what you get here

This is not a blog which expresses instant opinions on current events. It rather uses incidents, books (old and new), links and papers as jumping-off points for some reflections about our social endeavours.
So old posts are as good as new! And lots of useful links!

Friday, June 29, 2012

Romanian wine and history

Decided to leave my laptop behind this week as I toured one of Romania’s less-well known areas which just happens to have a lot of vineyards. Located in the Carpathian foothills between Ploiesti and Buzau - with the village of Pietroase as the main centre of production of very good quality stuff. I remember from the early 1990s the narrow bottles with the etiquette of the old gold vase unearthed from the village – an etiquette which, unfortunately was filched by a new company (Bachus). 
A significant proportion of the village households make their own wine for sale at the door – so we had fun knocking doors to try to find the appropriate door; and wine. By late June, of course, the best stuff is no longer available – but we were lucky to find the last few litres of a great Merlot in one village – and a superb (sweet) Tamaioasa in another. And that was before we visited the cellars of Pietroase’s vinicular research institute from which I emerged with 10 litres of demi-sec Riesling and also of merlot (sec).    

And then a detour via the wine village of Urlati to visit the fascinating home of polymath - Nicolae Iorga (1871-1940) - in Valenii de Munte. 
Iorga’s life gives a profound insight into the Romania of these times.  He
was an historian, politician, literary critic, memoirist, poet and playwright. Co-founder (in 1910) of the Democratic Nationalist Party (PND), he served as a member of Parliament, its President and Senate, cabinet minister and briefly (1931–32) as Prime Minister. A child prodigy and polyglot, Iorga produced an unusually large body of scholarly works, consecrating his international reputation as a medievalistByzantinistLatinistSlavistart historian and philosopher of history. Holding teaching positions at the Universities of Bucharest and Paris and several other academic institutions, Iorga was founder of the International Congress of Byzantine Studies and the Institute of South-East European Studies (ISSEE). His activity also included the transformation of Vălenii de Munte town into a cultural and academic center.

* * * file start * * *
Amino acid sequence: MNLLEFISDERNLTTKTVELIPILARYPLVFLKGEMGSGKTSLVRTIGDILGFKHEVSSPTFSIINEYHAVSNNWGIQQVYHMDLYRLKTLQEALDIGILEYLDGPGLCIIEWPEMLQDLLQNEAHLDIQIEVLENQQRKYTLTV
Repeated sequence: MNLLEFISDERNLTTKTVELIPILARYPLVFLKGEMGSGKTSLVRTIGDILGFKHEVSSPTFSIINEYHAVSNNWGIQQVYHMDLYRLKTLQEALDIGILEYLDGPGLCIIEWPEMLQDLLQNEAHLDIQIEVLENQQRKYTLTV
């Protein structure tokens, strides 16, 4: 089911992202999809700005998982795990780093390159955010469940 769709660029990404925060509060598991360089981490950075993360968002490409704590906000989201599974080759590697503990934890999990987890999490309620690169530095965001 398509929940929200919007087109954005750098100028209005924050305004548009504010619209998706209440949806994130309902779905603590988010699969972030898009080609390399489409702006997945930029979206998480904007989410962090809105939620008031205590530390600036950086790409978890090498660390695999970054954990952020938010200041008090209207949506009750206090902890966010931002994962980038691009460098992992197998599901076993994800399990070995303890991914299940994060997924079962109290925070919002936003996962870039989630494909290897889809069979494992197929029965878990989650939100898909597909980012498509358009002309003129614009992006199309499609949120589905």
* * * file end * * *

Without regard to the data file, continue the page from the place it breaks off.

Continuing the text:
In parallel with his scientific contributions, Nicolae Iorga was a prominent right of centre activist, whose political theory bridged conservatism,nationalism and agrarianism. From Marxist beginnings, he switched sides and became a maverick disciple of the Junimea movement. Iorga later became a leadership figure at Sămănătorul, the influential literary magazine with populist leanings, and militated within the Cultural League for the Unity of All Romanians, founding vocally conservative publications such as Neamul RomânescDrum DreptCuget Clar and Floarea Darurilor. His support for the cause of ethnic Romanians in Austria-Hungary made him a prominent figure in the pro-Entente camp by the time of WW1, and ensured him a special political role during the interwar existence of Greater Romania. Initiator of large-scale campaigns to defend Romanian culture in front of perceived threats, Iorga sparked most controversy with his antisemitic rhetoric, and was for long an associate of the far right ideologue A. C. Cuza. He was an adversary of the dominant National Liberals, later involved with the opposition Romanian National Party.
Late in his life, Iorga opposed the radically fascist Iron Guard, and, after much oscillation, came to endorse its rival King Carol II. Involved in a personal dispute with the Guard's leader Corneliu Zelea Codreanu, and indirectly contributing to his killing, Iorga was also a prominent figure in Carol's corporatist and authoritarian party, the National Renaissance Front. He remained an independent voice of opposition after the Guard inaugurated its own National Legionary dictatorship, but was ultimately assassinated by a Guardist..

No comments:

Post a Comment